.... that this song may be a witness for me.” Isai. viii. 20. “ to the law and to the testimony ; if they speak not according to this word, it is because there is no light in them.” xxx. 8. “write it. that it may be for the time to come for ever and ever." Habak. ii. 2. “write. . . . for the vision is yet for an appointed time.” Luke xvi. 29. “they have Moses and the prophets ; let them hear them.” John v. 39. “search the scriptures, for in them ye
have eternal life." Rom. xv. 4. “whatsoever things were written aforetime were written for our learning, that we through patience and comfort of the scriptures might have hope." i Cor. x. 11, “they are written for our admonition, upon whom the ends of the world are come.”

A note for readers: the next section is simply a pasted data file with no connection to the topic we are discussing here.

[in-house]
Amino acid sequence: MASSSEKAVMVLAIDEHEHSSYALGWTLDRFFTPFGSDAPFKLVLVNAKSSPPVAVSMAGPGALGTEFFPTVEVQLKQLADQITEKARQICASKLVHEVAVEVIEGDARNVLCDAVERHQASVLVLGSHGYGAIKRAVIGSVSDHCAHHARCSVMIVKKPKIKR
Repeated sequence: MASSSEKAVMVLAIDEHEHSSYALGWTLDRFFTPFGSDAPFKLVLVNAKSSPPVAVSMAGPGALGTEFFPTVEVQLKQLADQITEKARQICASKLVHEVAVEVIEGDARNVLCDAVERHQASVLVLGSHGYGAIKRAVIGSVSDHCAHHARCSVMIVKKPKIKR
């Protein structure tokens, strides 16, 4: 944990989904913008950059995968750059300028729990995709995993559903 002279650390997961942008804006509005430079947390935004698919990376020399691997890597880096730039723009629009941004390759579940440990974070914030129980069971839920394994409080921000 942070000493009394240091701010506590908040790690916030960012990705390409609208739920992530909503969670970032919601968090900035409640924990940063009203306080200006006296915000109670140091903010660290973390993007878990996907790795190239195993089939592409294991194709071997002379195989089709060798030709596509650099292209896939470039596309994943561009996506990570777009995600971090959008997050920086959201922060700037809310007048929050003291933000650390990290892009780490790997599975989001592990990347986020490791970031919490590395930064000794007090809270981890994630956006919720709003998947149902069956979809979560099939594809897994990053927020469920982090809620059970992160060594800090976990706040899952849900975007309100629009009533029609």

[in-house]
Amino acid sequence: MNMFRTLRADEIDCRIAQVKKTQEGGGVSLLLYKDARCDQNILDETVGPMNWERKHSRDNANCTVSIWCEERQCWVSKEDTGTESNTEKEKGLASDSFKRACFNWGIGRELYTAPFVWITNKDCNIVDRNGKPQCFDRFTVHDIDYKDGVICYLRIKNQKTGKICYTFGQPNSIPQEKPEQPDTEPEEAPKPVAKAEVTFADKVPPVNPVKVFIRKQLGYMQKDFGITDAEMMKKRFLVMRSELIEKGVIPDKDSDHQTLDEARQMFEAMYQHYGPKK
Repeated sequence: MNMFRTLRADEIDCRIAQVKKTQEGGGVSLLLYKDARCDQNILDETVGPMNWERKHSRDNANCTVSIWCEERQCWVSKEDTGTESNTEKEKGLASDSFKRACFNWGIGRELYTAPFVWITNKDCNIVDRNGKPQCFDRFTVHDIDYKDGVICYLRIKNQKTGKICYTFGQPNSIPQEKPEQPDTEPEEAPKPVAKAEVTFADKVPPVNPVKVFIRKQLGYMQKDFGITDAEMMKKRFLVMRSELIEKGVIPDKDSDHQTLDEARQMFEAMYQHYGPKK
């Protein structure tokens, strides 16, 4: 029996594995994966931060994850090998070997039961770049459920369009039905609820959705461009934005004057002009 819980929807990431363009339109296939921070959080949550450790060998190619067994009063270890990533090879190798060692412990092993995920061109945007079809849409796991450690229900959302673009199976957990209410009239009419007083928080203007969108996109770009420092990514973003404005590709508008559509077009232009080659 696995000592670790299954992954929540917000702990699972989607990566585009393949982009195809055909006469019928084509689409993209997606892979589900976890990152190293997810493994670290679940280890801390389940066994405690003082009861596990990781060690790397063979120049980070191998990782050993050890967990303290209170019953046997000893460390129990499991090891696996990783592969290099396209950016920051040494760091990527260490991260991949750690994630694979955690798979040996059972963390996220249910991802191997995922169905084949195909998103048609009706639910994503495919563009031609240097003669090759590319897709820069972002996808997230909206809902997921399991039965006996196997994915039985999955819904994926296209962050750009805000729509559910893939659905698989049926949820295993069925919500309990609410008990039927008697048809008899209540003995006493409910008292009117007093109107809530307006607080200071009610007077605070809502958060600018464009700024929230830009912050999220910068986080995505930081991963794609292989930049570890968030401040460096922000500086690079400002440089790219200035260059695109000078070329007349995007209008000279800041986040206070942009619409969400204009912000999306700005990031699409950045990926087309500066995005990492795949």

Almost everything advanced in the New Testament is proved by citations from the Old. The use of the New Testament writings themselves is declared John xx. 31. “ these are written that ye might believe—." Eph. ii. 20.“ built upon the foundation of the apostles and prophets.” Philipp. iii. 1. “to write the same things to you, to me indeed is not grievous, but for you it is safe.” 1 Thess. v. 27. “I charge you by the Lord, that this epistle be read unto all the holy brethren.” 1 Tim. iii. 15.“ —if I tarry long, that thou mayest know how thou oughtest to behave thyself in the house of God.” 2 Tim. iii. 15–17. * from a child thou hast known the holy scriptures, which are able to make thee wise unto salvation through faith which is in Christ Jesus: all scripture is given by inspiration of God, and is profitable for doctrine, for reproof, for correction, for instruction in righteousness.' It is true that the Scriptures which Timothy is here said to have known from a child, and which were of themselves able to make him wise unto salvation through faith in Christ, were probably those of the Old Testament alone, since no part of the New Testament appears to have existed during the infancy of Timothy; the same is, however, predicated of the whole of Scripture in the succeeding verse, namely, that it is profitable for doctrine;